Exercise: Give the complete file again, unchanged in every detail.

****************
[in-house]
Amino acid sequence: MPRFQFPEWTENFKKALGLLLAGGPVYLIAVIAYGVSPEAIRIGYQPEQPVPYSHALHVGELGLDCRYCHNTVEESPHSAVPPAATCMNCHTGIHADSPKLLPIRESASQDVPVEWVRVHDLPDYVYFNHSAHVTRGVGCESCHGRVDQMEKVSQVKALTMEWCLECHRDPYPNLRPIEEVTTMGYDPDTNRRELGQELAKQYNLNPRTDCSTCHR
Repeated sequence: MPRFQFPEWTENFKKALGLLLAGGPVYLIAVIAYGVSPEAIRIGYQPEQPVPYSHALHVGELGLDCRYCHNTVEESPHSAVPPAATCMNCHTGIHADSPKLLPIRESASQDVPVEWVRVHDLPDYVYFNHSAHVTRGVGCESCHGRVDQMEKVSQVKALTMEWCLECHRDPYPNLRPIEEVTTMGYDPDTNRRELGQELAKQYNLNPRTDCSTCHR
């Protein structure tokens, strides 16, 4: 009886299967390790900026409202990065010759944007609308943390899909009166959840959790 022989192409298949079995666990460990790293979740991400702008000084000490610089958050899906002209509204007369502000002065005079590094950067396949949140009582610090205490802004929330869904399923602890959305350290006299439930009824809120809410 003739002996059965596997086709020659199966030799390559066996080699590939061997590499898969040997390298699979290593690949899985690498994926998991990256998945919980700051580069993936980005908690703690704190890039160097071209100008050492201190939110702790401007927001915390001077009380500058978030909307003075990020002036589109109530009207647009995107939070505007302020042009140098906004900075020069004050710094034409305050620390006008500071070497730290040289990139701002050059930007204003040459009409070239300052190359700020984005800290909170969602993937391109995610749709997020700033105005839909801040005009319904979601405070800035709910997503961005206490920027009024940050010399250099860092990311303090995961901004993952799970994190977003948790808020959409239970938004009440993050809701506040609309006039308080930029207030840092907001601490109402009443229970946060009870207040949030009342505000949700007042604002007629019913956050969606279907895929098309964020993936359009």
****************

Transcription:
[in-house]
Amino acid sequence: MPRFQFPEWTENFKKALGLLLAGGPVYLIAVIAYGVSPEAIRIGYQPEQPVPYSHALHVGELGLDCRYCHNTVEESPHSAVPPAATCMNCHTGIHADSPKLLPIRESASQDVPVEWVRVHDLPDYVYFNHSAHVTRGVGCESCHGRVDQMEKVSQVKALTMEWCLECHRDPYPNLRPIEEVTTMGYDPDTNRRELGQELAKQYNLNPRTDCSTCHR
Repeated sequence: MPRFQFPEWTENFKKALGLLLAGGPVYLIAVIAYGVSPEAIRIGYQPEQPVPYSHALHVGELGLDCRYCHNTVEESPHSAVPPAATCMNCHTGIHADSPKLLPIRESASQDVPVEWVRVHDLPDYVYFNHSAHVTRGVGCESCHGRVDQMEKVSQVKALTMEWCLECHRDPYPNLRPIEEVTTMGYDPDTNRRELGQELAKQYNLNPRTDCSTCHR
């Protein structure tokens, strides 16, 4: 009886299967390790900026409202990065010759944007609308943390899909009166959840959790 022989192409298949079995666990460990790293979740991400702008000084000490610089958050899906002209509204007369502000002065005079590094950067396949949140009582610090205490802004929330869904399923602890959305350290006299439930009824809120809410 003739002996059965596997086709020659199966030799390559066996080699590939061997590499898969040997390298699979290593690949899985690498994926998991990256998945919980700051580069993936980005908690703690704190890039160097071209100008050492201190939110702790401007927001915390001077009380500058978030909307003075990020002036589109109530009207647009995107939070505007302020042009140098906004900075020069004050710094034409305050620390006008500071070497730290040289990139701002050059930007204003040459009409070239300052190359700020984005800290909170969602993937391109995610749709997020700033105005839909801040005009319904979601405070800035709910997503961005206490920027009024940050010399250099860092990311303090995961901004993952799970994190977003948790808020959409239970938004009440993050809701506040609309006039308080930029207030840092907001601490109402009443229970946060009870207040949030009342505000949700007042604002007629019913956050969606279907895929098309964020993936359009």